Protection of silver-coating
We manufacture nuts in ss 316,which are silver coated. We want silver-coat on internal threads only. We want to protect silver-coat on hex-face of nuts, which get unnecessarily deposited during the silver-coating process. Please suggest some soln.Sharadj Pawar
Fluid Control - Mumbai, India
Not knowing your pre treatments this may not work as anything too hot removes the tape - try one or two and see what happens.
Electrical wiring tape - the sort of thing you wrap round wires in a car if you fitted a radio - wrap this round the outside of the nuts.
The cost of doing this may be more than the cost of the silver saved.
If the customer requires only silver in the thread see if they can accept silver all over.
Otherwise try masking the thread with a rubber plug (cheap,fast and reusable) and stripping.
surface treatment shop - Stroud, Glos, England
I don't know whether it would be worth the effort, but you could fabricate a threaded PVC tube that you could screw these nuts onto. The tube could be perforated, and could have an anode wire running through its center. Then you could pump solution through it, and plate only the threaded area of the nuts.
Ted Mooney, P.E. RET
Pine Beach, New Jersey
Ted gave me an idea ... on the premise that one idea often generates another.
For what it's worth, please consider this ... but it would have been easier had I known the nut sizes!
l. Get a plate/strip of PVC plate ideally the thickness the nut plus about l/8".
2. Drill holes the size of the nuts' internal bore (it could be larger but the hole size 'area' has to be LESS than the nuts 'outside' area). Accurately stagger these holes, let's say @ 2" centers for argument's sake.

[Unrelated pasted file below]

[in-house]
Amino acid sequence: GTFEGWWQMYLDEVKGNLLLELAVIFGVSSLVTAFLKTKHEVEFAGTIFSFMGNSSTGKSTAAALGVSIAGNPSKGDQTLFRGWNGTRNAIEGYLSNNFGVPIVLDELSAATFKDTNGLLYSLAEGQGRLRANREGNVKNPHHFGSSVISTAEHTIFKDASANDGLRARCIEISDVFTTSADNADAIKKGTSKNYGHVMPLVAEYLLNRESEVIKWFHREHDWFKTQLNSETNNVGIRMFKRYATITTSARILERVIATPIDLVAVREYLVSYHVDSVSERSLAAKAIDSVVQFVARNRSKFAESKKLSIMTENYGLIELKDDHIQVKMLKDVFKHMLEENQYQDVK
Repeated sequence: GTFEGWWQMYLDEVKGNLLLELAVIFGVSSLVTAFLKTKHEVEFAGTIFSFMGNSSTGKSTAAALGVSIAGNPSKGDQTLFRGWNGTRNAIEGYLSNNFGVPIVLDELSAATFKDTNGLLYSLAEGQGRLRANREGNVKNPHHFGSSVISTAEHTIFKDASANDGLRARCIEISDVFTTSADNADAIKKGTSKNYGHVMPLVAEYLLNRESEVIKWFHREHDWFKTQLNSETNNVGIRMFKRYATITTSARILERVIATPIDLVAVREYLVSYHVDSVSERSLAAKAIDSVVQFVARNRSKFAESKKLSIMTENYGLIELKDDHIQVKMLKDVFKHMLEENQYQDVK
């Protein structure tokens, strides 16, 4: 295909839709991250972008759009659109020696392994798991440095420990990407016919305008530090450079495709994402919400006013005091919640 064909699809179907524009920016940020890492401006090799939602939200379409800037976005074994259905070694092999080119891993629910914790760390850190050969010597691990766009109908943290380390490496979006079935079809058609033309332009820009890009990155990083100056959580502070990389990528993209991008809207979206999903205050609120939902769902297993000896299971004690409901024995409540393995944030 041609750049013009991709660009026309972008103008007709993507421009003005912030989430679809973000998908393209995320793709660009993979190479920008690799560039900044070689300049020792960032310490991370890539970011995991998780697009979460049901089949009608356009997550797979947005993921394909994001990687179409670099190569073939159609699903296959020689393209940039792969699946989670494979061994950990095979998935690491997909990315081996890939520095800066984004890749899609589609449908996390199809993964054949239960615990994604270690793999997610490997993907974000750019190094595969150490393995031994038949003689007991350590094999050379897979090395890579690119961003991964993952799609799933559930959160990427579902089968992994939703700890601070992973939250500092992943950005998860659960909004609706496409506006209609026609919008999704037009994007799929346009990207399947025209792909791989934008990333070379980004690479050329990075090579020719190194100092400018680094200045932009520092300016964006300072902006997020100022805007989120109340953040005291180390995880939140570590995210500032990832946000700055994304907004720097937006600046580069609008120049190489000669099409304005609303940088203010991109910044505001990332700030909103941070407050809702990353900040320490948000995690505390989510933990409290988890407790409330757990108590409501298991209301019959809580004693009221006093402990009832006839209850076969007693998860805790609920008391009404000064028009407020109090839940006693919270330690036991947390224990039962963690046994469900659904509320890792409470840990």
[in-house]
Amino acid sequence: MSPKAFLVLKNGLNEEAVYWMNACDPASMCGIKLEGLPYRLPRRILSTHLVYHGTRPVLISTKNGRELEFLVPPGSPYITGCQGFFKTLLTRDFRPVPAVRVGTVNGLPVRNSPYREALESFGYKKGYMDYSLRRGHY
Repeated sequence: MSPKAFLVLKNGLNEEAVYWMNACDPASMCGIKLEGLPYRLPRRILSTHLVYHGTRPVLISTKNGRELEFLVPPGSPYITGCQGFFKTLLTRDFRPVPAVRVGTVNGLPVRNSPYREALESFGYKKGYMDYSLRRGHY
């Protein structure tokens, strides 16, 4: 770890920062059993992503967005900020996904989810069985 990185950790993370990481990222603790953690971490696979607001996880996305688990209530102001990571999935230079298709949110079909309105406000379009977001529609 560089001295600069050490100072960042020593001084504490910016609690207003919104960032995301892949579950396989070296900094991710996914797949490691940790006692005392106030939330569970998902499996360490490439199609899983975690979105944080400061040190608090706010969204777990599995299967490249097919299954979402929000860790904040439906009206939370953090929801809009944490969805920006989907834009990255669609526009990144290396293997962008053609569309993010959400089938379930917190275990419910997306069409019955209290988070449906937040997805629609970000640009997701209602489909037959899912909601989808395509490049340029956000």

3. Heat up the nuts ... to around 400 degr. F.
4. Press into the holes but less, say, the l/8" thickness mentioned in # 1.
5. Withdraw the nut(s) to leave essentially a recess that the to-be-plated nuts can be 'forced' into & will fit into.
6. Get a thin(ner) strip of PVC with holes @ 2" centres (see # 2).
7. Locate the to-be-plated nuts into the recesses and also position the # 6 strip over them (accuracy is necessary).
8. Go PLATE !
This is a swaging process and should work OK. The secret is maybe to make that 'hole' a shade smaller than the nut so that it will not be too difficult to force out the material to fit around the nut.
Food for thought if nothing else.
White Rock, British Columbia, Canada
(It is our sad duty to
advise that Freeman passed away
April 21, 2012. R.I.P. old friend).
Not knowing the size and quantity of nuts is a problem, but you might stack them together in small lots (4/5?)and wrap the outside with platers tape. Cyanide silver has an excellent throw and will plate the inside of an ideal number of nuts in the stack. If they are big enough (say 1" or more) and in small quantity (say dozens or even hundreds, not thousands) you might consider a similar approach as Ted proposes, that is mounting them in a rotary device and brush plating the inside only. Brush plating is for low qty. and difficult to reach areas. One advantage, less silver gives the specified thickness. Disadvantage, higher solution cost.Guillermo Marrufo
Monterrey, NL, Mexico
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